Tag Archives: Online Reviews

Managing Your Web Reputation, One Review At A Time

As a Google Local Guide, I review every place I visit and every place I eat. With over 300 reviews and photos uploaded to Google, I am just one of many who are helping Google index local businesses, build reviews and improve the accuracy of Google Maps.

Google does not pay me for these services, but I do receive special Google branded products and other perks for being a Google Local Guide.

Here’s what I’ve found out as I travel my local area.

  1. Reviews really do matter.
  2. People actually look at the photos I post for about a business.
  3. Negative reviews mean I probably won’t visit.
  4. I am constantly evaluating my store or restaurant experience.
  5. If I receive poor service, I will write about it.
  6. Even for lower end restaurants food presentation is important.
  7. People actually read what I post about a business.
  8. I do not tell business owners I am reviewing them.
  9. I myself select who I trade with based on online reviews.
  10. Reviews are more important than a nice website.

The bottom-line is that you are on display and being rated with every phone call, every visit, every plate that is served. You may have the best website, but if your visitors do not receive the royal treatment when they call or visit, you’ll set yourself up for a negative review. Get several and they can damage your business and sales!

To get savvy help in writing rebuttals to negative reviews, contact us today.

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How to Rebut a Negative Review

Do You Worry About What to Do About a Negative Review?
Do You Worry About What to Do About a Negative Review?

This is the struggle for businesses and it is real – get a bad online review and how do you deal with it and move beyond it.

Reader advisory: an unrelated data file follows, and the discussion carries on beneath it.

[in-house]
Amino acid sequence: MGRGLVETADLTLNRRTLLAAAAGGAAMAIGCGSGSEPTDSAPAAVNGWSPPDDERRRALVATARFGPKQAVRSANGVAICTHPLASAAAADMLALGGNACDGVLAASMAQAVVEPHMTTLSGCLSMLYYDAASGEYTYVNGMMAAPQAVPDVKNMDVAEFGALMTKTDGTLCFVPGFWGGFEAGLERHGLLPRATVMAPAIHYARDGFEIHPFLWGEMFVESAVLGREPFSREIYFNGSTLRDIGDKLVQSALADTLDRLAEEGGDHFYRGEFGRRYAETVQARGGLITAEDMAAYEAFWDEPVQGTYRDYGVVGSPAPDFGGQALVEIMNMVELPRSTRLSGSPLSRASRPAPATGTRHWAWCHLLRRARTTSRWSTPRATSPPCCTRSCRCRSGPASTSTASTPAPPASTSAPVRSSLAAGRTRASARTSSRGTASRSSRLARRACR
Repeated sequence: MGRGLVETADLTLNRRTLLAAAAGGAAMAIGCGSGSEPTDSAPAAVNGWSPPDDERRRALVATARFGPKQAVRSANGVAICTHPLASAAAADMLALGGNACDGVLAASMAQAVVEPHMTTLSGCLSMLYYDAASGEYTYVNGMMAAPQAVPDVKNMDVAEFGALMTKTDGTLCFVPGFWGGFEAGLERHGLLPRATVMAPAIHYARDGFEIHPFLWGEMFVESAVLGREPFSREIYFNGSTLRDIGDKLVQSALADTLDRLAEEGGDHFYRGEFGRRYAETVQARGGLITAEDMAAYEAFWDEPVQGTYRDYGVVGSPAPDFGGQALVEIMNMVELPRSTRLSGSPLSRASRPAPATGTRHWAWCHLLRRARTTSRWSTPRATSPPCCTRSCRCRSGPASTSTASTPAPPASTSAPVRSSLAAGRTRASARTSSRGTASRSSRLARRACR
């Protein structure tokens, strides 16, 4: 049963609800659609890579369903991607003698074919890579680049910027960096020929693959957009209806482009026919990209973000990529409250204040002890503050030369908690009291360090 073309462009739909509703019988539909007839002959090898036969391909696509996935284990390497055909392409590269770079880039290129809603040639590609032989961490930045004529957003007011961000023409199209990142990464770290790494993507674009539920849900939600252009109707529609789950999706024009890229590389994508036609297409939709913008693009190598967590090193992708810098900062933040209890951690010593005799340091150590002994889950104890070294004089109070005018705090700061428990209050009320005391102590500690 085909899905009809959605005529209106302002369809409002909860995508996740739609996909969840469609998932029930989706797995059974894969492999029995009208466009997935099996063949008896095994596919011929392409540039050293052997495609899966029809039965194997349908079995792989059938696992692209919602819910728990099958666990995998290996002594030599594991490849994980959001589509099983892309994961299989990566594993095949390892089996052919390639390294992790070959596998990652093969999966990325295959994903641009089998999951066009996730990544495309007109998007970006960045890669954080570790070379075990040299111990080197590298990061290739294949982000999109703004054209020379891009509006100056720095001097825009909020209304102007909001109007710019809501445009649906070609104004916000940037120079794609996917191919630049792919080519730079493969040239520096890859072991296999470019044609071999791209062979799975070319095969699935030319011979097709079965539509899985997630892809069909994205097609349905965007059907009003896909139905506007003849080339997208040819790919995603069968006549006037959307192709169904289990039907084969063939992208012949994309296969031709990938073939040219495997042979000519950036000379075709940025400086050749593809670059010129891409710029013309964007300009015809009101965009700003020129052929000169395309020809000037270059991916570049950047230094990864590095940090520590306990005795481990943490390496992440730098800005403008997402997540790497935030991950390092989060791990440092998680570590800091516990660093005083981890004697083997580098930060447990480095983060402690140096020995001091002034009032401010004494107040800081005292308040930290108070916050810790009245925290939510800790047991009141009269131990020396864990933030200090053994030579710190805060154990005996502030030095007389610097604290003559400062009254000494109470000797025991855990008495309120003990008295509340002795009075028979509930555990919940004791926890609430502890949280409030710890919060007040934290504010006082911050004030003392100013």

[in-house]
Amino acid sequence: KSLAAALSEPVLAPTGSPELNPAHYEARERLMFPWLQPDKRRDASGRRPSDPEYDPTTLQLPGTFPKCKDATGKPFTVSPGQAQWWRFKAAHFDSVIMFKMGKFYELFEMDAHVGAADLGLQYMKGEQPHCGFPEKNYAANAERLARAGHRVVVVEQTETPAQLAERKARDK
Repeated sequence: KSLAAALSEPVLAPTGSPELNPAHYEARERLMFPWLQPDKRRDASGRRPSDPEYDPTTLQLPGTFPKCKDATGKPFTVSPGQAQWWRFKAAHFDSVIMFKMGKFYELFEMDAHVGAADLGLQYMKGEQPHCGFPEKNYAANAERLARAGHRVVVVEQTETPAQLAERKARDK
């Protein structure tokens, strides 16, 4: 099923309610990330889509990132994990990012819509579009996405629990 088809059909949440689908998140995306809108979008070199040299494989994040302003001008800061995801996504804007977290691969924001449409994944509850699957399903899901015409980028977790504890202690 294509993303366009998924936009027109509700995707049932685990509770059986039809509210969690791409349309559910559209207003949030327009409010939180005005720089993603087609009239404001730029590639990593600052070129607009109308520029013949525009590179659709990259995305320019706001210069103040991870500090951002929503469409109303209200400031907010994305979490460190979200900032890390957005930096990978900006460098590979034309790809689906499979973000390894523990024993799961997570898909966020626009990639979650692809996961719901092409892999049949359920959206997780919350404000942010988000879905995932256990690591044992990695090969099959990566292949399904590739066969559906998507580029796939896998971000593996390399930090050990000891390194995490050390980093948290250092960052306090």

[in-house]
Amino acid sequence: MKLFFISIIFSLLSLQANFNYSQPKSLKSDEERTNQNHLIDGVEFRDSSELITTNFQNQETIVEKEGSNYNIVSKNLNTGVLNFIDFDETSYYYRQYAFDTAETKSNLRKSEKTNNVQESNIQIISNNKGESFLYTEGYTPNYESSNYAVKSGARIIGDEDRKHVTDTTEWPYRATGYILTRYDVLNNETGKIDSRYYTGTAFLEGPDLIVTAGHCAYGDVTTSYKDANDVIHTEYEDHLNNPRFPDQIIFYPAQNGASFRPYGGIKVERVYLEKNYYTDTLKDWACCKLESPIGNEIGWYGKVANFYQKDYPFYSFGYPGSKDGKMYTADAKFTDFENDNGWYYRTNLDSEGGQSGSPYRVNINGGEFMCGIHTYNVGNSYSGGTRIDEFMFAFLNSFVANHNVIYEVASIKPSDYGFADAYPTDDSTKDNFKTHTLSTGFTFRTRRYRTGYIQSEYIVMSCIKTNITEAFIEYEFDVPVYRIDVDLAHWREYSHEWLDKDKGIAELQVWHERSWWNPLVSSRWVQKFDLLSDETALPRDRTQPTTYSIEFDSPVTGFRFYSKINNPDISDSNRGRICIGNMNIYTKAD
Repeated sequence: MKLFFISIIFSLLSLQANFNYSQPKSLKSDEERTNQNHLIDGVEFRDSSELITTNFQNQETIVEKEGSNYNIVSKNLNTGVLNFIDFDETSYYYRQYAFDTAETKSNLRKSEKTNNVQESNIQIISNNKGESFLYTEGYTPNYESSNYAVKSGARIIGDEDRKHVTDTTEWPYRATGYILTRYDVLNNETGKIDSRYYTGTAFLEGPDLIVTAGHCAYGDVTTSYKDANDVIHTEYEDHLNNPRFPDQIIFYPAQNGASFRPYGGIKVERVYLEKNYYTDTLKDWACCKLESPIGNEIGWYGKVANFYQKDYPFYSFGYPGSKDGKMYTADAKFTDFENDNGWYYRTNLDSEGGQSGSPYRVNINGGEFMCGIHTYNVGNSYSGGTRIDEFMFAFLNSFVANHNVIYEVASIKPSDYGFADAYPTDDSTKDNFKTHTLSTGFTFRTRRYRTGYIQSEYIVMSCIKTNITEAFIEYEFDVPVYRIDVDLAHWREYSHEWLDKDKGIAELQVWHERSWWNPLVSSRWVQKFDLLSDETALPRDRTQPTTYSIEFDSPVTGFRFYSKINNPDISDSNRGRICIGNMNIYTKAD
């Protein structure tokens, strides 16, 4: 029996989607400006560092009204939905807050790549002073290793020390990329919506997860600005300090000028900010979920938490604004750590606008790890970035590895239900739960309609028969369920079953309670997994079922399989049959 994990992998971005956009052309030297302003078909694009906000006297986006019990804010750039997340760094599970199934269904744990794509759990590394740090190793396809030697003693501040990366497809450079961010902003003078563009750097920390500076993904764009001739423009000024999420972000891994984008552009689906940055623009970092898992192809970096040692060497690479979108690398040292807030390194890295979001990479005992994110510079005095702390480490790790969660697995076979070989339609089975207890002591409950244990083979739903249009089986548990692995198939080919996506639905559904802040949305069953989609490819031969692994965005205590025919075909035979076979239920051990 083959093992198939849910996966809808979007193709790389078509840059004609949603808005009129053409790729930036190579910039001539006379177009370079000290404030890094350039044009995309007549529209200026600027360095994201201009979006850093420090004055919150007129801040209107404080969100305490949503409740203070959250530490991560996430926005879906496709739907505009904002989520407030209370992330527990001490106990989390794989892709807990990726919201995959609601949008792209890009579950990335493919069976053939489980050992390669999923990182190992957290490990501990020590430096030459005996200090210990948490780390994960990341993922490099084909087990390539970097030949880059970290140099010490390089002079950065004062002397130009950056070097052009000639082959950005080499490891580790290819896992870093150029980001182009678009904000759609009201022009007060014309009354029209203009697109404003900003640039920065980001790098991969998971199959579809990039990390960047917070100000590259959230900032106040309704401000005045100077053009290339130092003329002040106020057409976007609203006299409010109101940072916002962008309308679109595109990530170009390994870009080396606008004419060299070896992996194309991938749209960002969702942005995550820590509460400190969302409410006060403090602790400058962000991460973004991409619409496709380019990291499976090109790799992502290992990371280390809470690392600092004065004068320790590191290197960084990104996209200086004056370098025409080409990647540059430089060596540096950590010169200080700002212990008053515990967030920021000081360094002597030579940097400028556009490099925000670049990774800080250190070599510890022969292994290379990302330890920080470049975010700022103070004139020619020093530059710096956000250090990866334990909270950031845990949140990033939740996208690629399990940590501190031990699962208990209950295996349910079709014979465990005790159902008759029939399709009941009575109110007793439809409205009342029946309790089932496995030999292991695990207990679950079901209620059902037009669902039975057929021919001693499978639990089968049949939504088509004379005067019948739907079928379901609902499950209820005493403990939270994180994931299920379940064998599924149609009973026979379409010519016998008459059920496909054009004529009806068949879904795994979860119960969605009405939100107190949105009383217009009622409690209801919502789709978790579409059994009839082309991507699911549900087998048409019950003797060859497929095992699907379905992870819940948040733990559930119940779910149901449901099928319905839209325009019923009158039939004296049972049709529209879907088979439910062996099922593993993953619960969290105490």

First, you should not ignore a bad online review. That does not mean that you have to respond to each and every one, but you definitely want to think about your strategy and what to do if and when you get one.

Consider the following…

1. Review the legitimacy. Should you change something you are doing?

2. Decide if you should respond. Not every comment about your business deserves and needs a response.

3. If you do respond, don’t respond in anger. Craft your response and sit on it for several days, read and re-read your response. Make sure you are not venting.

4. If you know who left the review, try to fix the problem and then ask for an update to the review they have posted.

Negative reviews can be very damaging to your business but sometimes your own response can make it even worse. You should be regularly monitoring your business reputation online and looking at what others are saying about you. Especially as Google and Bing are now highlighting reviews that they find around the web and meshing them with location specific results in the Knowledge Graph side bar on their search pages in the four pack of location specific businesses.

For help on what to do with a negative review, ask for a short paid consultation.